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Krebs on Security News Feed

The Krebs on Security news feed typically updates with just one or two stories per day. Some days have no updates. This feed is often mixed with Darknet and Dark Reading.

Date # Stories
9th Jun 2020 1
10th Jun 2020 2
11th Jun 2020 0
12th Jun 2020 0
13th Jun 2020 0
14th Jun 2020 2
15th Jun 2020 0
16th Jun 2020 0
17th Jun 2020 0
18th Jun 2020 4
19th Jun 2020 1
20th Jun 2020 0
21st Jun 2020 0
22nd Jun 2020 2
23rd Jun 2020 0
24th Jun 2020 0
25th Jun 2020 0
26th Jun 2020 4
27th Jun 2020 3
28th Jun 2020 0
29th Jun 2020 0
30th Jun 2020 1
1st Jul 2020 0
2nd Jul 2020 2
3rd Jul 2020 0
4th Jul 2020 1
5th Jul 2020 0
6th Jul 2020 0
7th Jul 2020 0
8th Jul 2020 0
9th Jul 2020 0

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Last 3 items

E-Verify’s “SSN Lock” is Nothing of the Sort

Published on 4th July, 2020, 11:24 PM

One of the most-read advice columns on this site is a 2018 piece called "Plant Your Flag, Mark Your Territory," which tried to impress upon readers the importance of creating accounts at websites like those at the Social Security Administration, the IRS and others before crooks do it for you. A key concept here is that these services only allow one account per Social Security number -- which for better or worse is the de facto national identifier in the United States. But KrebsOnSecurity recently discovered that this is not the case with all federal government sites built to help you manage your identity online. A reader who was recently the victim of unemployment insurance fraud said he was told he should create an account at the Department of Homeland Security's myE-Verify website, and place a lock on his Social Security number (SSN) to minimize the chances that ID thieves might abuse his identity for employment fraud in the future.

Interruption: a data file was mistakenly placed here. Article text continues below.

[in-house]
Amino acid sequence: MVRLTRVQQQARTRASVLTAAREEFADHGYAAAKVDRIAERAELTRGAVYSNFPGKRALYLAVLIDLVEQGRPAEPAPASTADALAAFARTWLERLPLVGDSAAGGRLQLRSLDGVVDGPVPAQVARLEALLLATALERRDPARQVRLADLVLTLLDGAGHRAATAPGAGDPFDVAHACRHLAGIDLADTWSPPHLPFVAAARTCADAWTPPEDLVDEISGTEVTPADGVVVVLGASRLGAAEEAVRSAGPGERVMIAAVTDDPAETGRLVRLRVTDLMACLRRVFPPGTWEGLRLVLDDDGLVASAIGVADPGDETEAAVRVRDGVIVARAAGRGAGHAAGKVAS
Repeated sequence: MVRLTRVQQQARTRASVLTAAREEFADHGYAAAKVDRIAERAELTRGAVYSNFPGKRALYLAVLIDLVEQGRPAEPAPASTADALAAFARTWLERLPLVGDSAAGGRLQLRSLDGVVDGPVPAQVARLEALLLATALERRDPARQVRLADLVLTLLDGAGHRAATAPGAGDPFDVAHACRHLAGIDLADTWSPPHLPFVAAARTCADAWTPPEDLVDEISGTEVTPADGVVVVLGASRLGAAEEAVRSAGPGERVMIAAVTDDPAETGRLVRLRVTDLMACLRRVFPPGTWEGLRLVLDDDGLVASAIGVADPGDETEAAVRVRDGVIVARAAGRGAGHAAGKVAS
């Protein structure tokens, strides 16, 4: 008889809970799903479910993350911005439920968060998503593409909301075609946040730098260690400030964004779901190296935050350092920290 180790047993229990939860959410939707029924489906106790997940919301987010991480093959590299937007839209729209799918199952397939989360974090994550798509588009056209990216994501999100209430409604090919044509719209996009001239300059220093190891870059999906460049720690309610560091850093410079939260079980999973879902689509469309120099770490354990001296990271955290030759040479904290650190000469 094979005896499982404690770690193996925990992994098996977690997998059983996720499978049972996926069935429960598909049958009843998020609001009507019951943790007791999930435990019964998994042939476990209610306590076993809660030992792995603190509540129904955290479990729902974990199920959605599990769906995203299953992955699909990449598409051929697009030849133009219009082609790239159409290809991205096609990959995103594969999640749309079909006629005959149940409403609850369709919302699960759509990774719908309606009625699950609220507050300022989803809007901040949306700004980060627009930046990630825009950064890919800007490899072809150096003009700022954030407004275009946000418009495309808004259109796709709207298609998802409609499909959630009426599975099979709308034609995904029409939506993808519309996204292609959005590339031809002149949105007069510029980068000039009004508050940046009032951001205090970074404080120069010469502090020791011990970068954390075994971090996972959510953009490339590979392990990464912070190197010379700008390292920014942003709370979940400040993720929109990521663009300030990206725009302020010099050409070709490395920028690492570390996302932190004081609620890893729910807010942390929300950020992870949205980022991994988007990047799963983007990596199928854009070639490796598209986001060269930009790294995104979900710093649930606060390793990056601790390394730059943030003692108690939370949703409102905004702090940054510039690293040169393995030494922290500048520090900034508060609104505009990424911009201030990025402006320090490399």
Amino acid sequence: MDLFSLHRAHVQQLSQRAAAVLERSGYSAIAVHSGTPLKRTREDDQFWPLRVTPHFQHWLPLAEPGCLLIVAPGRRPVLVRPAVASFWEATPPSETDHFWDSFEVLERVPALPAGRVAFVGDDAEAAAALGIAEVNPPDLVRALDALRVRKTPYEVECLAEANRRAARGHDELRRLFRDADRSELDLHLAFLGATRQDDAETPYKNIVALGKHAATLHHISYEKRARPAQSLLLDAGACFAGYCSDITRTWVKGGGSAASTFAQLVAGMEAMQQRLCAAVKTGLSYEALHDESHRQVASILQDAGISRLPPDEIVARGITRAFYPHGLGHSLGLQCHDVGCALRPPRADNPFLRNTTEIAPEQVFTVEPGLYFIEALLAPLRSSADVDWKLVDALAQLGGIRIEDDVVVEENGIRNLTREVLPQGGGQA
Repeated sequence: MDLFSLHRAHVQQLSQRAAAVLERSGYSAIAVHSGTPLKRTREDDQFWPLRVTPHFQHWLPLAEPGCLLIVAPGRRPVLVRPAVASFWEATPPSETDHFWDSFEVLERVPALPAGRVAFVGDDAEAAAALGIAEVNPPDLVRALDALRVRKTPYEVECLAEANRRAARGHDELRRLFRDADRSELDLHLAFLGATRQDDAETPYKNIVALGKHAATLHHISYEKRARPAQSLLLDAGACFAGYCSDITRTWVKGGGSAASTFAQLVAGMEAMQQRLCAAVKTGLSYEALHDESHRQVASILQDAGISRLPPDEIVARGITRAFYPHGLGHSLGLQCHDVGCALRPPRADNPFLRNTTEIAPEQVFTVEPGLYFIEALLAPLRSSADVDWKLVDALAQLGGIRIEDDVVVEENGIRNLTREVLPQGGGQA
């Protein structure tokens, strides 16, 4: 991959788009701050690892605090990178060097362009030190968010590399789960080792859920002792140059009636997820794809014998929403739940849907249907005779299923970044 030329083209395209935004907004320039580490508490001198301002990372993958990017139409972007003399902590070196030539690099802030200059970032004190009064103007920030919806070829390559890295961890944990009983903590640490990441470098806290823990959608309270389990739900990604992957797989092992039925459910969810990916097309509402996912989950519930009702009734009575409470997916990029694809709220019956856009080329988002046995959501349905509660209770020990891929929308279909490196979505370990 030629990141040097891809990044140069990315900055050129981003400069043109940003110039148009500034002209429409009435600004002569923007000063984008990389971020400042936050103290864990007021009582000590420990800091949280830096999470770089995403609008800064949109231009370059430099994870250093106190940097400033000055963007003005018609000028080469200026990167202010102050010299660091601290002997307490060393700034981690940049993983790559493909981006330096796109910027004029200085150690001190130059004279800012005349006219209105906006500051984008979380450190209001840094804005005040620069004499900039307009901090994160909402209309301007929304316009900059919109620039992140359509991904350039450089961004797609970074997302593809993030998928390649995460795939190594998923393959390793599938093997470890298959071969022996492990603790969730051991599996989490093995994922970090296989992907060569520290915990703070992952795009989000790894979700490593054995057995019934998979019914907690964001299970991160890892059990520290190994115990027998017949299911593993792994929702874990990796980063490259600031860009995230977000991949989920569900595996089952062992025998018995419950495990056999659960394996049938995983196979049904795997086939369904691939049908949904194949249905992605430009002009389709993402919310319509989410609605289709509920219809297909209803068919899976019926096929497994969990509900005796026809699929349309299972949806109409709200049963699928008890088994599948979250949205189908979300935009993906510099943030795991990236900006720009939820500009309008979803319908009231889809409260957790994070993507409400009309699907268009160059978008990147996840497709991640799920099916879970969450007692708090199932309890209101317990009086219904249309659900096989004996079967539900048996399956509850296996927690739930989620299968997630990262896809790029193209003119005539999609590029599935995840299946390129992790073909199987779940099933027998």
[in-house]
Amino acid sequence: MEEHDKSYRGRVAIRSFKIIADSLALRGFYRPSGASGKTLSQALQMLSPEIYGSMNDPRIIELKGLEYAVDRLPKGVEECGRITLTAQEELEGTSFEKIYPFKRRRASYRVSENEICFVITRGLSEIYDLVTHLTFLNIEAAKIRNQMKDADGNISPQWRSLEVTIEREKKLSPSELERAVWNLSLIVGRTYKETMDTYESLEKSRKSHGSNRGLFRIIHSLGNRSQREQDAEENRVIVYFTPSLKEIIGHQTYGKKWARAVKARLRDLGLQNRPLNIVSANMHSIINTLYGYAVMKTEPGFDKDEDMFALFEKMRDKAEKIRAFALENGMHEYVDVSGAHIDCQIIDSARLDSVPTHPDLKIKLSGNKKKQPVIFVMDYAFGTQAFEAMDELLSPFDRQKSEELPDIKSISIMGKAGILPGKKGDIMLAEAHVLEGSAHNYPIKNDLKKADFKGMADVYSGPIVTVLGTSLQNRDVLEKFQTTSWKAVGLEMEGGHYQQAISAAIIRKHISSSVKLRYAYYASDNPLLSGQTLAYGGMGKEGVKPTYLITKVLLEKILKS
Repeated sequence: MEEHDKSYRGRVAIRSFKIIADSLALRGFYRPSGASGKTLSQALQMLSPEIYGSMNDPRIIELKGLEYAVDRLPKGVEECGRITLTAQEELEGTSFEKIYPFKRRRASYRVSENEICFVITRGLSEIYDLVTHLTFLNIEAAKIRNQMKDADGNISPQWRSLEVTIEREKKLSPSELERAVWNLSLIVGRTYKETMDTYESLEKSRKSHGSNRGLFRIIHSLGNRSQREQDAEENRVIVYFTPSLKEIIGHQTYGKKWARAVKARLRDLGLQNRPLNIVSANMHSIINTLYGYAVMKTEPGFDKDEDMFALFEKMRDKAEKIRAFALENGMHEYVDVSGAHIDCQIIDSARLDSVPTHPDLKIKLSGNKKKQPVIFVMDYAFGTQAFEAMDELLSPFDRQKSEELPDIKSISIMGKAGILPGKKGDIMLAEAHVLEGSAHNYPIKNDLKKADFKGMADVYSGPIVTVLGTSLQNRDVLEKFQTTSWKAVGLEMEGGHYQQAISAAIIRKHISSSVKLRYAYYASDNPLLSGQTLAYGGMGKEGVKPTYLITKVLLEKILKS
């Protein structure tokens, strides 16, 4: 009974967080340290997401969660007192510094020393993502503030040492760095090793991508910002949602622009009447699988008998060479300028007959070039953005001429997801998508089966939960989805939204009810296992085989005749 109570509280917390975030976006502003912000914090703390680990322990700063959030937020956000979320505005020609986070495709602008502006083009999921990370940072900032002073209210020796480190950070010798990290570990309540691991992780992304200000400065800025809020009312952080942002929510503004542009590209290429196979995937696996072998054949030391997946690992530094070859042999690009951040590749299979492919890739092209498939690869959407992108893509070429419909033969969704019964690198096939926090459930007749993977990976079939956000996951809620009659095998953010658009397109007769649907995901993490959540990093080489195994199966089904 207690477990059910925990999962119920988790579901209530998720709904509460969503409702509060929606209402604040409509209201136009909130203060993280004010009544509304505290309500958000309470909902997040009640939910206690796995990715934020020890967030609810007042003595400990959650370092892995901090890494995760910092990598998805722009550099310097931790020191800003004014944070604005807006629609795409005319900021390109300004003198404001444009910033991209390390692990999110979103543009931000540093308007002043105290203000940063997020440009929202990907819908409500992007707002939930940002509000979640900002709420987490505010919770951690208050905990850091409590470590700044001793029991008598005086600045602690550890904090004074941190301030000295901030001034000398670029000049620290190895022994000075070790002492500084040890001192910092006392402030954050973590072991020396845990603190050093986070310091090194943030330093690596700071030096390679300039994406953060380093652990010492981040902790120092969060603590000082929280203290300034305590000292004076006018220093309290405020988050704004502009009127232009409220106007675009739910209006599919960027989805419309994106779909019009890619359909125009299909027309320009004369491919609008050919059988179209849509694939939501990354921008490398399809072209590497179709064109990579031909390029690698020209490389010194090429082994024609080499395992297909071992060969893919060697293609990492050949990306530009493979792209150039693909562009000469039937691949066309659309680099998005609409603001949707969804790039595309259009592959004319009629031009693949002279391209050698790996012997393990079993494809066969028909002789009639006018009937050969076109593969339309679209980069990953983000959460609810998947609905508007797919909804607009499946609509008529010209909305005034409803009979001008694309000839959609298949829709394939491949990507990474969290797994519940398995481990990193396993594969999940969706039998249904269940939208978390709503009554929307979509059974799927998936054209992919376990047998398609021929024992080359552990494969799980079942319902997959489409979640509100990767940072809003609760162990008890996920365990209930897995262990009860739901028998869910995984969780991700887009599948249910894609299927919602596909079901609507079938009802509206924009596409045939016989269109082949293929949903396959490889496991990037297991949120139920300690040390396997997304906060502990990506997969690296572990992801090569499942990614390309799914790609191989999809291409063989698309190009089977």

Ransomware Gangs Don’t Need PR Help

Published on 2nd July, 2020, 2:10 AM

We've seen an ugly trend recently of tech news stories and cybersecurity firms trumpeting claims of ransomware attacks on companies large and small, apparently based on little more than the say-so of the ransomware gangs themselves. Such coverage is potentially quite harmful and plays deftly into the hands of organized crime. Often the rationale behind couching these events as newsworthy is that the attacks involve publicly traded companies or recognizable brands, and that investors and the public have a right to know. But absent any additional information from the victim company or their partners who may be affected by the attack, these kinds of stories and blog posts look a great deal like ambulance chasing and sensationalism.

Ransomware Gangs Don’t Need PR Help

Published on 2nd July, 2020, 2:10 AM

We've seen an ugly trend recently of tech news stories and cybersecurity firms trumpeting claims of ransomware attacks on companies large and small, apparently based on little more than the say-so of the ransomware gangs themselves. Such coverage is potentially quite harmful and plays deftly into the hands of organized crime. Often the rationale behind couching these events as newsworthy is that the attacks involve publicly traded companies or recognizable brands, and that investors and the public have a right to know. But absent any additional information from the victim company or their partners who may be affected by the attack, these kinds of stories and blog posts look a great deal like ambulance chasing and sensationalism.

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